Eligibility clearinghouse maze BTC


October 26, 1994|By LEM SATTERFIELD

Rarely is Ned Sparks critical of the NCAA. But when discussing its initial-eligibility clearinghouse program last week, the state association's executive secretary spoke up.

"They really dropped the ball on this one," said Sparks, secretary of the Maryland Public Secondary Schools Athletic Association.

The central clearinghouse system, which went into effect during the 1993-94 academic year, is designed to assure that colleges nationwide adhere to uniform standards of freshman eligibility.

To that end, all prospective college athletes must submit their junior year transcripts to the central clearinghouse and maintain their grades to meet NCAA requirements for freshman eligibility, which include a list of core courses.

No college Division I or II institution, coach or recruiter can approach a student who has not registered with the clearinghouse.

But the registration process can be a lengthy and complex one, requiring the student to mail a packet that includes a completed registration form and high school transcripts. The student's high school then must send in a standard 48-H form, which lists the school's core courses that meet NCAA requirements.

That enables the clearinghouse to check the student's progress in meeting NCAA requirements.

"In the absence of that 48-H form for the current academic year, no student from that entire high school can be certified as eligible," said Ron Belinko, MPSSAA president and coordinator of Baltimore County athletics.

"The two documents must correlate exactly. So it's critical that when the school sends in that form 48-H, it lists each course exactly as it appears on an official transcript."

Belinko and Sparks say the NCAA has done an inadequate job of informing high school guidance offices nationwide of the importance of their roles and of staffing its clearinghouse.

"Try calling the number and it'll take you all day to get through -- they're just overwhelmed," said Belinko.

Overlea soccer coach Doug Eisenhauer has educated himself and his athletes.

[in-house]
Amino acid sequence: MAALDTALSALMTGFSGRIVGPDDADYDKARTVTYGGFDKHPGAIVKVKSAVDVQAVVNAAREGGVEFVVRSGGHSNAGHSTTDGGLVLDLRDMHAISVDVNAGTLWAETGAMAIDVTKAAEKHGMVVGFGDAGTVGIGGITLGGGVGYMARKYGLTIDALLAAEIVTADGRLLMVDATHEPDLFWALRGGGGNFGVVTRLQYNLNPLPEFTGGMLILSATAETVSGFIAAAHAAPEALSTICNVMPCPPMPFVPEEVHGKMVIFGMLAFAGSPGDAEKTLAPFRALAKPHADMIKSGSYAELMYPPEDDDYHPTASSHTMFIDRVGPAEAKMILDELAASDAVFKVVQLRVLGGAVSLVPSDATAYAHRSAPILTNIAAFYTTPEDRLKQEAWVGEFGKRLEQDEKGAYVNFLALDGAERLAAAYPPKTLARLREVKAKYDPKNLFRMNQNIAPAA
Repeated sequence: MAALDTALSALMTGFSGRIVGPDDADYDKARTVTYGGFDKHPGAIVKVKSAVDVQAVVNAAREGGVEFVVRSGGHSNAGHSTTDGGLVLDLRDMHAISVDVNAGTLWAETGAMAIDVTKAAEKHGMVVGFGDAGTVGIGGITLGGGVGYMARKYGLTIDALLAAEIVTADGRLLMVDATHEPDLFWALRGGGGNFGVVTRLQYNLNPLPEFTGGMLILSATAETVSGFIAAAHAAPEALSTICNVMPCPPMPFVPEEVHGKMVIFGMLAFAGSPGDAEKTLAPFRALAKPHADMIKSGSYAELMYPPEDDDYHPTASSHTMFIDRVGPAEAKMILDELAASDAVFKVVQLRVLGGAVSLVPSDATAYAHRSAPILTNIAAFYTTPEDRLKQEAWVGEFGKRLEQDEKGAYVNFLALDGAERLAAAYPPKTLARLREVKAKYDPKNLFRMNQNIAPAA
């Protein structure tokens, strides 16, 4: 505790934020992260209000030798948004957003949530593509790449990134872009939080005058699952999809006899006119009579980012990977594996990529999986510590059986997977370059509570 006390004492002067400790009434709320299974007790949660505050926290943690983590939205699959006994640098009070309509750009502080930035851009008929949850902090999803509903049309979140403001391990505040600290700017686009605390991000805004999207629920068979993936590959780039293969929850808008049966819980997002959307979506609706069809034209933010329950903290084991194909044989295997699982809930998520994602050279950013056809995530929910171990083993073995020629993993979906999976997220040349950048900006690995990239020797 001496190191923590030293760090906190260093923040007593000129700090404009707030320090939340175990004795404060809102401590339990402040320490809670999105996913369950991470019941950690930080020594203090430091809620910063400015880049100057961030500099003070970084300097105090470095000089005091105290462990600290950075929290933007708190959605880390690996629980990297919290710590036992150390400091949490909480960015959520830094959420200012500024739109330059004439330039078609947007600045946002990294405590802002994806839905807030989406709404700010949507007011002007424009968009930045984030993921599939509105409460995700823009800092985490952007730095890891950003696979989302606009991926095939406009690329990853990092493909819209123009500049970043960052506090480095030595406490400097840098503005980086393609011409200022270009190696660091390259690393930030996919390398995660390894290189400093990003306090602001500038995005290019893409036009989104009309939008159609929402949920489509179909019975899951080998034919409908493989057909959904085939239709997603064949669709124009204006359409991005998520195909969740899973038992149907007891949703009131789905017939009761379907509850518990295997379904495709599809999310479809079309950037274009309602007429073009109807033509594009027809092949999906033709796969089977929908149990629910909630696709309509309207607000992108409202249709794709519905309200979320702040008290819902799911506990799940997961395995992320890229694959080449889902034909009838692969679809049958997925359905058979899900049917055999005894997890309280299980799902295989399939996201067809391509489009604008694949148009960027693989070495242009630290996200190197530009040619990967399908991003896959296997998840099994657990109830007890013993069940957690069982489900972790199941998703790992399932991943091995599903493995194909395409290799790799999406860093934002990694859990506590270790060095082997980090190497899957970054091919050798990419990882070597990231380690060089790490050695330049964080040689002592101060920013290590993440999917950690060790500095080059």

"I attended a workshop while at the national soccer coaches convention and learned about this for the first time last January," said Eisenhauer. "It's going to take an extra effort on the coaches' part to make sure everything is done properly."

Working on quarterbacks

A day after No. 8 Mount St. Joseph sophomore quarterback Lucas Phillips threw for 278 yards and four touchdowns in a 43-39 upset of then-No. 4 Gilman, Washington Redskins rookie Gus Frerotte made his pro debut by passing for 226 yards and two touchdowns -- the best by a Redskins rookie.

The connection? Mount St. Joseph coach Mike Working.

Working was an assistant coach at Tulsa when Frerotte subbed for injured four-year starter T. J. Rubley in 1990. Working also coached Rubley, now with the Los Angeles Rams.

He coached McDonogh's Bobby Sabelhaus, who is among the nation's most highly recruited senior quarterbacks, for two years. Working also has touched the lives of other quarterbacks.

Working assisted Florida State coach Bobby Bowden in 1975 when Dan Kendra Sr. played. Dan Sr. now coaches his son, Dan Jr., at Bethlehem (Pa.) Catholic. Dan Jr., like Sabelhaus, is being recruited by some of the country's best programs.

As head coach at Appalachian State in 1980, Working helped coach Steve Brown to Southern Conference Player of the Year honors. A year earlier, as an assistant at Wake Forest, Working coached Jay Venuto to an excellent season.

On the mend

Teresa Love of Mount de Sales set a cross country course record last Wednesday at the Sailors' campus, covering the 2.5-mile course in 15 minutes, 48 seconds.

For Love, a senior who had missed most of the season because of an illness, it was her first victory.

Big game for Poly

For only the second time in the 35-year history of their rivalry, Salesianum (Del.) is coming to Poly to play football.

The game, slated for 1 p.m., is expected to draw a huge crowd, say football coach Augie Waibel and athletic director Mark Schlenoff.

Durant named a hero?

Baltimore resident Ralph Durant was recognized in the Oct. 19 edition of USA Today as Maryland's representative of Sporting Goods Manufacturers of America's inaugural heroes to kids program. The SGMA will name him or one of the 49 others as its national hero on Feb. 4 in its Super Show in Atlanta.

Durant has overseen the success of the Ed Waters Track Club, which, in association with the Baltimore City Department of Parks and Recreation, has produced high school athletes with national-caliber talent.

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